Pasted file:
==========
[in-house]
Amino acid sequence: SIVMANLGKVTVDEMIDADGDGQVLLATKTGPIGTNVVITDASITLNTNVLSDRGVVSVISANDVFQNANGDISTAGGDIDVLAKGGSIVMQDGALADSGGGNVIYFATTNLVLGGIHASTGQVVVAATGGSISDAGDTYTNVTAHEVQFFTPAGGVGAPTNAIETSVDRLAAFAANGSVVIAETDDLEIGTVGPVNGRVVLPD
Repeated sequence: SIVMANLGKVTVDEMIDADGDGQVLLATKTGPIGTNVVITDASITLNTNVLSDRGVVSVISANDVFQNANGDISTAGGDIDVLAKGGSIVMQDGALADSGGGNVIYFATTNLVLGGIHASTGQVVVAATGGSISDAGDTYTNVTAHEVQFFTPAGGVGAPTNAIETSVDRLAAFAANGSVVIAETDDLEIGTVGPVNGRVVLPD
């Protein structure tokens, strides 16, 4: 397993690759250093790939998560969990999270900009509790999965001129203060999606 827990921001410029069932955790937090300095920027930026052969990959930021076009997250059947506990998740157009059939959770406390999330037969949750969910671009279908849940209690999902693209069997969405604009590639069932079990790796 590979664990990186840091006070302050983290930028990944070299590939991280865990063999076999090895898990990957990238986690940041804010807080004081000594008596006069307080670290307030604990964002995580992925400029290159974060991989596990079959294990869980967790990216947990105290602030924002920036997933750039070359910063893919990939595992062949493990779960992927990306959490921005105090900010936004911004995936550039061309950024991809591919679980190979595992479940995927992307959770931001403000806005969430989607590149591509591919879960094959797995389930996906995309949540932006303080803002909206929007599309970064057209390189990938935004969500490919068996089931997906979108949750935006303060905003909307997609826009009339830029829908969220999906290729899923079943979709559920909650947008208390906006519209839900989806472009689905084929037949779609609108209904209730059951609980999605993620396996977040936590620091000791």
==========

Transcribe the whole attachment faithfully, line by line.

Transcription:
[in-house]
Amino acid sequence: SIVMANLGKVTVDEMIDADGDGQVLLATKTGPIGTNVVITDASITLNTNVLSDRGVVSVISANDVFQNANGDISTAGGDIDVLAKGGSIVMQDGALADSGGGNVIYFATTNLVLGGIHASTGQVVVAATGGSISDAGDTYTNVTAHEVQFFTPAGGVGAPTNAIETSVDRLAAFAANGSVVIAETDDLEIGTVGPVNGRVVLPD
Repeated sequence: SIVMANLGKVTVDEMIDADGDGQVLLATKTGPIGTNVVITDASITLNTNVLSDRGVVSVISANDVFQNANGDISTAGGDIDVLAKGGSIVMQDGALADSGGGNVIYFATTNLVLGGIHASTGQVVVAATGGSISDAGDTYTNVTAHEVQFFTPAGGVGAPTNAIETSVDRLAAFAANGSVVIAETDDLEIGTVGPVNGRVVLPD
């Protein structure tokens, strides 16, 4: 397993690759250093790939998560969990999270900009509790999965001129203060999606 827990921001410029069932955790937090300095920027930026052969990959930021076009997250059947506990998740157009059939959770406390999330037969949750969910671009279908849940209690999902693209069997969405604009590639069932079990790796 590979664990990186840091006070302050983290930028990944070299590939991280865990063999076999090895898990990957990238986690940041804010807080004081000594008596006069307080670290307030604990964002995580992925400029290159974060991989596990079959294990869980967790990216947990105290602030924002920036997933750039070359910063893919990939595992062949493990779960992927990306959490921005105090900010936004911004995936550039061309950024991809591919679980190979595992479940995927992307959770931001403000806005969430989607590149591509591919879960094959797995389930996906995309949540932006303080803002909206929007599309970064057209390189990938935004969500490919068996089931997906979108949750935006303060905003909307997609826009009339830029829908969220999906290729899923079943979709559920909650947008208390906006519209839900989806472009689905084929037949779609609108209904209730059951609980999605993620396996977040936590620091000791």